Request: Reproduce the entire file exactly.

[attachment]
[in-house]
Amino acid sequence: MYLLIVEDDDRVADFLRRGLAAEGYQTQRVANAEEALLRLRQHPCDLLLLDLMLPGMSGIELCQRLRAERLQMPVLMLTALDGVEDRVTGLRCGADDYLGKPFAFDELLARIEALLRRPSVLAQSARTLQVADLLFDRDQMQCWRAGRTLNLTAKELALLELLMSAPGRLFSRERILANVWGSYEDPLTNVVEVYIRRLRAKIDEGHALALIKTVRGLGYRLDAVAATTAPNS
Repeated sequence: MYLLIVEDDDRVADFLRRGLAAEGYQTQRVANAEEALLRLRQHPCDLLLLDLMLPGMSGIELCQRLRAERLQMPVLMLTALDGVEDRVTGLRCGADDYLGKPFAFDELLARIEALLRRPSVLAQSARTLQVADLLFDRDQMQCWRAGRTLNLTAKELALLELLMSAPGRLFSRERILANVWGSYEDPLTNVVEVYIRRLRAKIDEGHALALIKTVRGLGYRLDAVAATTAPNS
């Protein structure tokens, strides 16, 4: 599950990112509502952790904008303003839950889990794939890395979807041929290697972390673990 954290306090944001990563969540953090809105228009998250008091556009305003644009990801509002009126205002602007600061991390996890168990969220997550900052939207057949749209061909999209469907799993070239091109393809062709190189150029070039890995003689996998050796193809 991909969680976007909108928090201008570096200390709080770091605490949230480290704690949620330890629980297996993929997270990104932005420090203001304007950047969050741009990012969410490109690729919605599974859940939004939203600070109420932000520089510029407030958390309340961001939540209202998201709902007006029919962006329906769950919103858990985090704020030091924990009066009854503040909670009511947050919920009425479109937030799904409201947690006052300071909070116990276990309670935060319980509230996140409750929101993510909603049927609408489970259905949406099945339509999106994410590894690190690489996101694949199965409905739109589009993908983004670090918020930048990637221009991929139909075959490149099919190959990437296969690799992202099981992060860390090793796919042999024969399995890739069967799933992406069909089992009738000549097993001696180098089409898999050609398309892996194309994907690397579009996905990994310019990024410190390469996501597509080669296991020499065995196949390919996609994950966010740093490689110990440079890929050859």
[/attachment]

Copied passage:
[in-house]
Amino acid sequence: MYLLIVEDDDRVADFLRRGLAAEGYQTQRVANAEEALLRLRQHPCDLLLLDLMLPGMSGIELCQRLRAERLQMPVLMLTALDGVEDRVTGLRCGADDYLGKPFAFDELLARIEALLRRPSVLAQSARTLQVADLLFDRDQMQCWRAGRTLNLTAKELALLELLMSAPGRLFSRERILANVWGSYEDPLTNVVEVYIRRLRAKIDEGHALALIKTVRGLGYRLDAVAATTAPNS
Repeated sequence: MYLLIVEDDDRVADFLRRGLAAEGYQTQRVANAEEALLRLRQHPCDLLLLDLMLPGMSGIELCQRLRAERLQMPVLMLTALDGVEDRVTGLRCGADDYLGKPFAFDELLARIEALLRRPSVLAQSARTLQVADLLFDRDQMQCWRAGRTLNLTAKELALLELLMSAPGRLFSRERILANVWGSYEDPLTNVVEVYIRRLRAKIDEGHALALIKTVRGLGYRLDAVAATTAPNS
């Protein structure tokens, strides 16, 4: 599950990112509502952790904008303003839950889990794939890395979807041929290697972390673990 954290306090944001990563969540953090809105228009998250008091556009305003644009990801509002009126205002602007600061991390996890168990969220997550900052939207057949749209061909999209469907799993070239091109393809062709190189150029070039890995003689996998050796193809 991909969680976007909108928090201008570096200390709080770091605490949230480290704690949620330890629980297996993929997270990104932005420090203001304007950047969050741009990012969410490109690729919605599974859940939004939203600070109420932000520089510029407030958390309340961001939540209202998201709902007006029919962006329906769950919103858990985090704020030091924990009066009854503040909670009511947050919920009425479109937030799904409201947690006052300071909070116990276990309670935060319980509230996140409750929101993510909603049927609408489970259905949406099945339509999106994410590894690190690489996101694949199965409905739109589009993908983004670090918020930048990637221009991929139909075959490149099919190959990437296969690799992202099981992060860390090793796919042999024969399995890739069967799933992406069909089992009738000549097993001696180098089409898999050609398309892996194309994907690397579009996905990994310019990024410190390469996501597509080669296991020499065995196949390919996609994950966010740093490689110990440079890929050859």